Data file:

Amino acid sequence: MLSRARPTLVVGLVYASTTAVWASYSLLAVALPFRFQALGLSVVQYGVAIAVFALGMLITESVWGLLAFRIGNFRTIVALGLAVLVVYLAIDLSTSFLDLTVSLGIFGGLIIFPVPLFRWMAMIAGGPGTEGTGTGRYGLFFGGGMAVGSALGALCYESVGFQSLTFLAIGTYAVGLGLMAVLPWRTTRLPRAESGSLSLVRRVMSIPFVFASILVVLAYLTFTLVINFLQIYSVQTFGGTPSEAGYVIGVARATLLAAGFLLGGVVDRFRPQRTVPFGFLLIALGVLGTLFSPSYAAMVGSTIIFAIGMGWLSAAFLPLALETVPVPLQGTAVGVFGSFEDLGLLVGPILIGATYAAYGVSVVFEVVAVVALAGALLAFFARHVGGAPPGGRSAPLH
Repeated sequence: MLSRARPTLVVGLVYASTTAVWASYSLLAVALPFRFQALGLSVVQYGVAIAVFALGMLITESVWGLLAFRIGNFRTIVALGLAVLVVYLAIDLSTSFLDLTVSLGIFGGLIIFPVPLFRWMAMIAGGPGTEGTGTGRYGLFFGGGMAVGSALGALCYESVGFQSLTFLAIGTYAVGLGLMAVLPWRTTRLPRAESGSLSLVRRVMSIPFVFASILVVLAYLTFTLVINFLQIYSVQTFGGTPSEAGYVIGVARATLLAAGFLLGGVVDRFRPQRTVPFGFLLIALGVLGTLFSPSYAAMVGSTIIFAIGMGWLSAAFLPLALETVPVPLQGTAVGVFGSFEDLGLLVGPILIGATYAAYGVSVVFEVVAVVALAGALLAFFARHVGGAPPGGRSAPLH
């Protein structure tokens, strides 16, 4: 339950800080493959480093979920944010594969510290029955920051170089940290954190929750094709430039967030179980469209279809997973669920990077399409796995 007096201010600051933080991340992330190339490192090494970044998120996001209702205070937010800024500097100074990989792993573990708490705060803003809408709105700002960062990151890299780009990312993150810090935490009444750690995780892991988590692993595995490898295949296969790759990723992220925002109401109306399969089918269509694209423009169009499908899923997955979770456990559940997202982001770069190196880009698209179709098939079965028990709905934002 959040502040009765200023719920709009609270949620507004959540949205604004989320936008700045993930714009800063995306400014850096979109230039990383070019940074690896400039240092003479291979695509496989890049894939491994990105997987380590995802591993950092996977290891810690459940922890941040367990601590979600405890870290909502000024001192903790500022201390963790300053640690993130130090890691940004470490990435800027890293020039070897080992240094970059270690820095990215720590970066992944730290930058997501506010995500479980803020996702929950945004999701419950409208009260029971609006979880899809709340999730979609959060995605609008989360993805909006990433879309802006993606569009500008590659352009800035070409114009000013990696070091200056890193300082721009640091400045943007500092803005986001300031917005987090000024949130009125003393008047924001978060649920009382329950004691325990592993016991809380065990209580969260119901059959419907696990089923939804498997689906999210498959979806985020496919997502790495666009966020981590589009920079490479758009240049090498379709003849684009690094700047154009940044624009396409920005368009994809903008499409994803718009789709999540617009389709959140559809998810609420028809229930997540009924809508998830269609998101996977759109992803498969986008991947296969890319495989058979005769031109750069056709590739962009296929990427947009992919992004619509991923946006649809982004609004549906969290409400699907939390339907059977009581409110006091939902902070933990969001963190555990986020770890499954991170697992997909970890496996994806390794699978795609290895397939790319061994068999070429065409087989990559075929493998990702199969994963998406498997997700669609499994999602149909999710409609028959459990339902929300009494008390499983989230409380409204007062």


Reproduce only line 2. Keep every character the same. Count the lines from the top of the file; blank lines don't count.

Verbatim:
Repeated sequence: MLSRARPTLVVGLVYASTTAVWASYSLLAVALPFRFQALGLSVVQYGVAIAVFALGMLITESVWGLLAFRIGNFRTIVALGLAVLVVYLAIDLSTSFLDLTVSLGIFGGLIIFPVPLFRWMAMIAGGPGTEGTGTGRYGLFFGGGMAVGSALGALCYESVGFQSLTFLAIGTYAVGLGLMAVLPWRTTRLPRAESGSLSLVRRVMSIPFVFASILVVLAYLTFTLVINFLQIYSVQTFGGTPSEAGYVIGVARATLLAAGFLLGGVVDRFRPQRTVPFGFLLIALGVLGTLFSPSYAAMVGSTIIFAIGMGWLSAAFLPLALETVPVPLQGTAVGVFGSFEDLGLLVGPILIGATYAAYGVSVVFEVVAVVALAGALLAFFARHVGGAPPGGRSAPLH